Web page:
I suspect that Mr Berry''s thought process has been warped by the "culture war" nonsense that's currently so fashionable on the right.

Cultism

The movement surrounding Corbyn was quite cultish and put loyalty to Corbyn ahead of everything else.

It wasn't a small movement either. Corbyn had significant grassroots support that dominated Labour. And Corbyn's supporters were often quite myopic with their focus on internal Labour Party issues above stuff that actually mattered to voters.

There was a leadership contest following the disastrous EU referendum, and Corbyn's lacklustre performance in that campaign, but the organisational network surrounding Corbyn, and the influx of new Labour members personally devoted to Corbyn ensured that the leadership challenge never really had a chance.

"Doubling down" is a major part of the Tory playbook

When right wing politicians and commentators get things badly wrong they don't admit their mistake as that would be a sign of weakness. Instead they "double down" and keep in digging themselves further into a hole.

Patel appears very strongly to be very much one of those who will never admit to any error. It's been a successful strategy for right wing politicians for a while. Even if it has created a hugely dishonest, wildly arrogant and incapable generation of politicians.

There's a lot of blame flying around at the moment

Truth be told, I think that people not respecting the rules, weak leadership from Westminster politicians and anti lockdown gobshites like Peter Hitchens and Piers Corbyn all have to take some of the responsibility.

The second wave is happening, and I fully expect full lockdown to return before too long. Winter conditions alone, with people not ventilating their homes as much will play a major part in things here.

When this is all over

We will need to have a constitutional convention to overhaul the British Constitution.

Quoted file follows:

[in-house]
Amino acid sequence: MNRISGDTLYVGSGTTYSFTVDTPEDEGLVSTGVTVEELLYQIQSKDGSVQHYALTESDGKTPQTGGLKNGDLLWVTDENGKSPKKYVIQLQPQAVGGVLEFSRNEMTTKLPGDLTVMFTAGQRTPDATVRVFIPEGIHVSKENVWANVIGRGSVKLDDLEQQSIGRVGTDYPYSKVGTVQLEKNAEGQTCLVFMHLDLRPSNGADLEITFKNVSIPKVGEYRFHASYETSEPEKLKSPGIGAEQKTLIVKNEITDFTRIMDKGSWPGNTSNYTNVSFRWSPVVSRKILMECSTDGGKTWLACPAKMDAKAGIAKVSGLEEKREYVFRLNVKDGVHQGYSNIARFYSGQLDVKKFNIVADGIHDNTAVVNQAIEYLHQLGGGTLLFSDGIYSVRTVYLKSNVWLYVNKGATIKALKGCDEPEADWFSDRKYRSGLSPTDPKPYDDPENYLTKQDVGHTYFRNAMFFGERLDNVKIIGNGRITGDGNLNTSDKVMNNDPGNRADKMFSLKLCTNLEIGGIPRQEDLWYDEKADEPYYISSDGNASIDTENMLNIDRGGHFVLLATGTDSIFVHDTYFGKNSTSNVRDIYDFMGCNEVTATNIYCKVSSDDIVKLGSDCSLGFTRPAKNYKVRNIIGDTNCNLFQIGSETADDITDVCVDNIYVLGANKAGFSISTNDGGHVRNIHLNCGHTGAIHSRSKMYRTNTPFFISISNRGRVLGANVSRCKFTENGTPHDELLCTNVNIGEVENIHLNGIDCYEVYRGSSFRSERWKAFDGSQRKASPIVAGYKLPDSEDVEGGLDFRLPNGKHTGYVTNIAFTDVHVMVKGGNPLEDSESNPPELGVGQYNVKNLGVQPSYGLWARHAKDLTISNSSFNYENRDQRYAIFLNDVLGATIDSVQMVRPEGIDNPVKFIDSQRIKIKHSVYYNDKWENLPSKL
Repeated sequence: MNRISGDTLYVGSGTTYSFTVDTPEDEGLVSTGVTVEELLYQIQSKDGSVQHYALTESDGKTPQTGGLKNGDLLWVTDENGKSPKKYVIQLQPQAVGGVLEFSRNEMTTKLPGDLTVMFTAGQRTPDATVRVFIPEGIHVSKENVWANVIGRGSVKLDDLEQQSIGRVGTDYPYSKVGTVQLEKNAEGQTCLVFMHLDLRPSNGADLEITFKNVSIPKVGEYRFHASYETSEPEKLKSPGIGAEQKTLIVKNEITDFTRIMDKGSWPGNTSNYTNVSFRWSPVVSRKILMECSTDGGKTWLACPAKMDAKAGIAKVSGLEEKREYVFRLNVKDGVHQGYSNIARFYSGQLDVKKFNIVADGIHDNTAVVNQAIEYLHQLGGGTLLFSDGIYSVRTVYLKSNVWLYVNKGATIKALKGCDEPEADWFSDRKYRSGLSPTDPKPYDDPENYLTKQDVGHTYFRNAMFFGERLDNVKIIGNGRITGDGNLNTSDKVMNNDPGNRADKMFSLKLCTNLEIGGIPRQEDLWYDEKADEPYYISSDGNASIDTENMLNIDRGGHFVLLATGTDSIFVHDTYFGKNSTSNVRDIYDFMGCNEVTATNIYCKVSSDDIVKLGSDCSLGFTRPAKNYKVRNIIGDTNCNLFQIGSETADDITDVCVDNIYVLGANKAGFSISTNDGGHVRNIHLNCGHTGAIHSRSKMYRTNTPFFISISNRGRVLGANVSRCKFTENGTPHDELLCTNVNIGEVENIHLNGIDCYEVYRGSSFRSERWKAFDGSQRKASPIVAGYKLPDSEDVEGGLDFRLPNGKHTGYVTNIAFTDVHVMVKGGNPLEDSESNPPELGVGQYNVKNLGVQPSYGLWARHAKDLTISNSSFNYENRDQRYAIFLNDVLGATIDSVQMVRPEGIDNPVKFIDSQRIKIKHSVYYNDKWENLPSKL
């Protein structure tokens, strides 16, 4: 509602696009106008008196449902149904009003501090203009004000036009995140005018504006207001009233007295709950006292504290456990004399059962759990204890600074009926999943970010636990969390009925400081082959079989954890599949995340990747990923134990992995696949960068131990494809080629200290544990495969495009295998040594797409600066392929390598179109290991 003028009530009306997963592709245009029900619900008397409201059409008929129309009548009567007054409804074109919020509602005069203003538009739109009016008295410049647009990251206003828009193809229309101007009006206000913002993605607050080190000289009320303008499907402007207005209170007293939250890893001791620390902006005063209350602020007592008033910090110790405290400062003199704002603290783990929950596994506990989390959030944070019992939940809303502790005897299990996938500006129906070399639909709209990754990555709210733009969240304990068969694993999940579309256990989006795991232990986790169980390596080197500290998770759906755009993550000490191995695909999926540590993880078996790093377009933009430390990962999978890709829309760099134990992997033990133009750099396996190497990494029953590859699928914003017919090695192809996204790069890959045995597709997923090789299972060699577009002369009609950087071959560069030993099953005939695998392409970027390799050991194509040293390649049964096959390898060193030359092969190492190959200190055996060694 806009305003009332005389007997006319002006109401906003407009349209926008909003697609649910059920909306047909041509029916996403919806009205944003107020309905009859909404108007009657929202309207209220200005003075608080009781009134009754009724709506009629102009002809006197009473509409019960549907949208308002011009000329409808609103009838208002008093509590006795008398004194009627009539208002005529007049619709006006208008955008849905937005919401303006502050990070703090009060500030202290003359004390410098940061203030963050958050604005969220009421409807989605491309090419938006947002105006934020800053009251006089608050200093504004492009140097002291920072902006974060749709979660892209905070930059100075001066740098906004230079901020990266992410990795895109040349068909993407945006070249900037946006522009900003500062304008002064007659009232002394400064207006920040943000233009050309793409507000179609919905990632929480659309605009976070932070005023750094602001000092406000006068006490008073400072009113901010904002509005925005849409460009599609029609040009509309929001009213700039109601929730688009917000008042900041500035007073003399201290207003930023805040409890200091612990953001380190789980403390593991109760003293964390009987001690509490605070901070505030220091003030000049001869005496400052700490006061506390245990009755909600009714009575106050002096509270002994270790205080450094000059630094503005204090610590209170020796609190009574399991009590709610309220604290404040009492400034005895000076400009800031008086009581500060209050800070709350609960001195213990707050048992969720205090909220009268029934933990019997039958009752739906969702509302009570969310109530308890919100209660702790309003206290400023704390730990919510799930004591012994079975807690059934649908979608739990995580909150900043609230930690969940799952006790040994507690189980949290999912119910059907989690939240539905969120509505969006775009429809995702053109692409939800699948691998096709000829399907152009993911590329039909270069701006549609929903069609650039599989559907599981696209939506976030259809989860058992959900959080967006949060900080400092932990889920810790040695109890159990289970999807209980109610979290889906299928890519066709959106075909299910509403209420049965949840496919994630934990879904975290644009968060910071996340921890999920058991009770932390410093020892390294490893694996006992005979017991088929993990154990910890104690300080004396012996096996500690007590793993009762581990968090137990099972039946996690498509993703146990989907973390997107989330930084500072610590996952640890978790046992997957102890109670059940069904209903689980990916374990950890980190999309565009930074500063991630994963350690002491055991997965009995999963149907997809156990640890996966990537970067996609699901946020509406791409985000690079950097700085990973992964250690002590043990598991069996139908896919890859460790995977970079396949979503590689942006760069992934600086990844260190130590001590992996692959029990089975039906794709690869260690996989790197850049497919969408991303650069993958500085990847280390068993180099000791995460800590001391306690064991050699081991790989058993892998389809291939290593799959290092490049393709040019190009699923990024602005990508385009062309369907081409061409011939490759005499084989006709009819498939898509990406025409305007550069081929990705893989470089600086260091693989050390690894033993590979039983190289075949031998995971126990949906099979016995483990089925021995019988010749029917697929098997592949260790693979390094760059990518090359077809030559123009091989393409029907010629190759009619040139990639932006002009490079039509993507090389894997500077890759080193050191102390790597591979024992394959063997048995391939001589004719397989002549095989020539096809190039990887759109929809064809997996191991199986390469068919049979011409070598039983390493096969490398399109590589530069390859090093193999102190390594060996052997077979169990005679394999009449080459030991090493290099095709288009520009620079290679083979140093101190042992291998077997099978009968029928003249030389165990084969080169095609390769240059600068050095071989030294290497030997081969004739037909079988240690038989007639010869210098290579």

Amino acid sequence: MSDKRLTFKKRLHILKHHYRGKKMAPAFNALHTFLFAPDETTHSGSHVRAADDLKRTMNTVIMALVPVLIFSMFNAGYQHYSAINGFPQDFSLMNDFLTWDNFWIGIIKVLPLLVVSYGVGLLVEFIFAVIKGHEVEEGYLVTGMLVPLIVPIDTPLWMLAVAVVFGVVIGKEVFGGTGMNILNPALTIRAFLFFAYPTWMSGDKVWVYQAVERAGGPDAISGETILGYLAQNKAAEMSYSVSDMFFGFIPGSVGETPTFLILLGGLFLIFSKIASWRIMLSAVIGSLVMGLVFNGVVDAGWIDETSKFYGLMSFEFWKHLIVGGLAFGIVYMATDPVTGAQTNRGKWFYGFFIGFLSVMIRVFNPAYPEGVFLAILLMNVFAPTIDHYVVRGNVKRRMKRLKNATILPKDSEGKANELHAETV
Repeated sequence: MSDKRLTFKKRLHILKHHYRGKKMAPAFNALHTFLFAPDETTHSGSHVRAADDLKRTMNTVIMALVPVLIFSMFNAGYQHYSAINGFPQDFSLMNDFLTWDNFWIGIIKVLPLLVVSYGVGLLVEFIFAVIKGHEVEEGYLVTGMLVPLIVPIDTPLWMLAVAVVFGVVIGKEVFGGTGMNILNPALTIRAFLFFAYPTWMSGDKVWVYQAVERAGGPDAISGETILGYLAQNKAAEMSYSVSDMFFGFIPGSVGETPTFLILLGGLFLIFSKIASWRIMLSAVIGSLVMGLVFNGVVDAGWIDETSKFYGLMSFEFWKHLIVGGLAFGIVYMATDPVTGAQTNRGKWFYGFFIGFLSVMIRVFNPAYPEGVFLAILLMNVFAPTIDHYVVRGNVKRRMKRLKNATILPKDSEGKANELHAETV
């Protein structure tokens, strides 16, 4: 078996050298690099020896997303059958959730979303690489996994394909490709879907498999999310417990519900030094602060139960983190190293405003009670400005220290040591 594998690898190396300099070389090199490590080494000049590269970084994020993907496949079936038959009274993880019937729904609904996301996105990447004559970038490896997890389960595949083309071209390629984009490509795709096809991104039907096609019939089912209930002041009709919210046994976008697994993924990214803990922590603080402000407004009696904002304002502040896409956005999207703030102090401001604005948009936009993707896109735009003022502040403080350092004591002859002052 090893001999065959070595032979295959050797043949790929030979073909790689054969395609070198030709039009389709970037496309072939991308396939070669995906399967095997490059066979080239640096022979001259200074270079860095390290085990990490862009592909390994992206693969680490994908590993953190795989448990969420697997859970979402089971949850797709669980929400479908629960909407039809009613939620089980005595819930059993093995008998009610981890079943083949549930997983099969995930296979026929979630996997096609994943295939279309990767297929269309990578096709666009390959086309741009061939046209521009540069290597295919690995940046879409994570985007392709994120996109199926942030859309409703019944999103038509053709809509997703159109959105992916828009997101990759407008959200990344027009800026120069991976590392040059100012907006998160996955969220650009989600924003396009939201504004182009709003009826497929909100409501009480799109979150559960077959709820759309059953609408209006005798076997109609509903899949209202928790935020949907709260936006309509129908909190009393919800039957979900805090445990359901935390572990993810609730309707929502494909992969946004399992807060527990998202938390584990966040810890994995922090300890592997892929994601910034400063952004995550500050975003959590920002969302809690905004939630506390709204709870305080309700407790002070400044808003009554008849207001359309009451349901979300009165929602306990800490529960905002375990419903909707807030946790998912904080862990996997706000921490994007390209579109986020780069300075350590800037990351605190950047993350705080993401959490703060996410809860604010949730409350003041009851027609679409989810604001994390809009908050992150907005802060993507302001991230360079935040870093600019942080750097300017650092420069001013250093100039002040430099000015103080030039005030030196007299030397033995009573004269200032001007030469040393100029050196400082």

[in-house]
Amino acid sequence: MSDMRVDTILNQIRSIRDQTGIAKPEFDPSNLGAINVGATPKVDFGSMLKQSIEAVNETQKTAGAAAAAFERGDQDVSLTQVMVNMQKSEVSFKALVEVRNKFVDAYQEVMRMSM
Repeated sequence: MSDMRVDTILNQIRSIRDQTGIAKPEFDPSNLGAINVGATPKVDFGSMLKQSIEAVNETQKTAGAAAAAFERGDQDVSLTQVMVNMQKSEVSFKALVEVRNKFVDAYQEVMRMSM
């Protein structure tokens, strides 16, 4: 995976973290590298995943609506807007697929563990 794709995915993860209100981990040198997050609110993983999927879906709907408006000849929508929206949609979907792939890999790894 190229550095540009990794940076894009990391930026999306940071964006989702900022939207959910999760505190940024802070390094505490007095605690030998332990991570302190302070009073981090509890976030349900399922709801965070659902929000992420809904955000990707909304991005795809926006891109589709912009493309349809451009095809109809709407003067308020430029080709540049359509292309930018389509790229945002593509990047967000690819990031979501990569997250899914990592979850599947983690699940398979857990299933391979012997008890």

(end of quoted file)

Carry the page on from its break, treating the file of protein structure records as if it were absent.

Lack of checks and balances has resulted in the British Constitution being completely broken by bad Conservative politicians.

Some major issues have come to light for the government

One is that people spend more money when they work in an office as opposed to working from home.

When I'm in the office I spend more on transport and food. If the papers weren't such a steaming pile of crap then maybe I might have considered buying one of those as well. There's also more opportunity to nip out to the shops to buy other things rather than buying stuff online. Some people also socialise straight after finishing at work. All this adds up to a lot of economic activity (especially in Central London) and the loss of this is hurting a lot of people.

This is a major reason why the press is so shrill on this point. They are losing a big chunk of their readership. To be honest I wish they would admit this point when shrieking about the supposed evils of working from home.

The second point is that this is having a dramatic effect on how and where people shop. Not just the move to buying online but also where I live it is very noticeable that people are keeping to the suburbs and out of the city centre.

The future looks very bleak for town centres. High Street retail is doing really badly and town centre living with it's lack of space is looking a lot less attractive than it used to. And homelessness, which is already a big problem in town centres is going to be an even bigger problem going forward.